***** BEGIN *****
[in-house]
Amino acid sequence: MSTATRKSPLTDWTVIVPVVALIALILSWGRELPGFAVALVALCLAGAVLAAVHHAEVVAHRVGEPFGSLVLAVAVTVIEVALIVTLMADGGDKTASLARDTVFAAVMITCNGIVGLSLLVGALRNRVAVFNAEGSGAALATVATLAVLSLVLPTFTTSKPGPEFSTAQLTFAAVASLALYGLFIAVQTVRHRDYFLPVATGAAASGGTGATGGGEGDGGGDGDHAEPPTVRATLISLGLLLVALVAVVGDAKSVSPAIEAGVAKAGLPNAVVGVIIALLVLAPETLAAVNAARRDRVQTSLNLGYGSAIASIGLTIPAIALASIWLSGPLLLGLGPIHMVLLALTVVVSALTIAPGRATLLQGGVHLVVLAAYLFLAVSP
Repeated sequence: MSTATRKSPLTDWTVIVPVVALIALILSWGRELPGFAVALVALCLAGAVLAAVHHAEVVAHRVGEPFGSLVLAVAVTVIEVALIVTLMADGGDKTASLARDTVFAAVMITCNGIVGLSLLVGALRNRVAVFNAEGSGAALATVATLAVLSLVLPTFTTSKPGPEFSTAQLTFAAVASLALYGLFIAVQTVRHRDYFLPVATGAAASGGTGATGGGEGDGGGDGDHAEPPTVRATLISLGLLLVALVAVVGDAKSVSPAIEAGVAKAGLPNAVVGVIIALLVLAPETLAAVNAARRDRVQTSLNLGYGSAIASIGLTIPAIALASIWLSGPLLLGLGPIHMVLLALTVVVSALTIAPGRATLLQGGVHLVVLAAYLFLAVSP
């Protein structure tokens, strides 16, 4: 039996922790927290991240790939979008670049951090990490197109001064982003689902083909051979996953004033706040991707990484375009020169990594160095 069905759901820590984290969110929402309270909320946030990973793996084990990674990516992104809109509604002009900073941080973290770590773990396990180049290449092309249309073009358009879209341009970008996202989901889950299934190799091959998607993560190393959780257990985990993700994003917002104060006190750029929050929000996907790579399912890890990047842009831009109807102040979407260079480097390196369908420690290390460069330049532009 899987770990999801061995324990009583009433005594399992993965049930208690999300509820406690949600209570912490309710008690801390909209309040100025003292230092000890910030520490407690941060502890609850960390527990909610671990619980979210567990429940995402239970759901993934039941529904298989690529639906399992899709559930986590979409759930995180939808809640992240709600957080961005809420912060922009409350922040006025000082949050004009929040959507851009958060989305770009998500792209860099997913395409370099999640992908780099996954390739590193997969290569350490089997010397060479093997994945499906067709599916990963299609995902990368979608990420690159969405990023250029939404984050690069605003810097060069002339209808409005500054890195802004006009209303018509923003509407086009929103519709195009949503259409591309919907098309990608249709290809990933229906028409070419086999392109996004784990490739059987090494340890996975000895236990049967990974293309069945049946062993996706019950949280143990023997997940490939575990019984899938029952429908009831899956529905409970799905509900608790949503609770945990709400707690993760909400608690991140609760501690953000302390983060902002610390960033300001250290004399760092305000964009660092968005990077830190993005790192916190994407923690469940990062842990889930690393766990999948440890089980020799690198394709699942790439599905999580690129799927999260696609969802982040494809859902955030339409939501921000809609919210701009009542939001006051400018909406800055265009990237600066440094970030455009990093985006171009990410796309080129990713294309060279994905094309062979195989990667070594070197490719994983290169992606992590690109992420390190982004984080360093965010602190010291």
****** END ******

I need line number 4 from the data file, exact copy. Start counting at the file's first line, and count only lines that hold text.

């Protein structure tokens, strides 16, 4: 039996922790927290991240790939979008670049951090990490197109001064982003689902083909051979996953004033706040991707990484375009020169990594160095 069905759901820590984290969110929402309270909320946030990973793996084990990674990516992104809109509604002009900073941080973290770590773990396990180049290449092309249309073009358009879209341009970008996202989901889950299934190799091959998607993560190393959780257990985990993700994003917002104060006190750029929050929000996907790579399912890890990047842009831009109807102040979407260079480097390196369908420690290390460069330049532009 899987770990999801061995324990009583009433005594399992993965049930208690999300509820406690949600209570912490309710008690801390909209309040100025003292230092000890910030520490407690941060502890609850960390527990909610671990619980979210567990429940995402239970759901993934039941529904298989690529639906399992899709559930986590979409759930995180939808809640992240709600957080961005809420912060922009409350922040006025000082949050004009929040959507851009958060989305770009998500792209860099997913395409370099999640992908780099996954390739590193997969290569350490089997010397060479093997994945499906067709599916990963299609995902990368979608990420690159969405990023250029939404984050690069605003810097060069002339209808409005500054890195802004006009209303018509923003509407086009929103519709195009949503259409591309919907098309990608249709290809990933229906028409070419086999392109996004784990490739059987090494340890996975000895236990049967990974293309069945049946062993996706019950949280143990023997997940490939575990019984899938029952429908009831899956529905409970799905509900608790949503609770945990709400707690993760909400608690991140609760501690953000302390983060902002610390960033300001250290004399760092305000964009660092968005990077830190993005790192916190994407923690469940990062842990889930690393766990999948440890089980020799690198394709699942790439599905999580690129799927999260696609969802982040494809859902955030339409939501921000809609919210701009009542939001006051400018909406800055265009990237600066440094970030455009990093985006171009990410796309080129990713294309060279994905094309062979195989990667070594070197490719994983290169992606992590690109992420390190982004984080360093965010602190010291």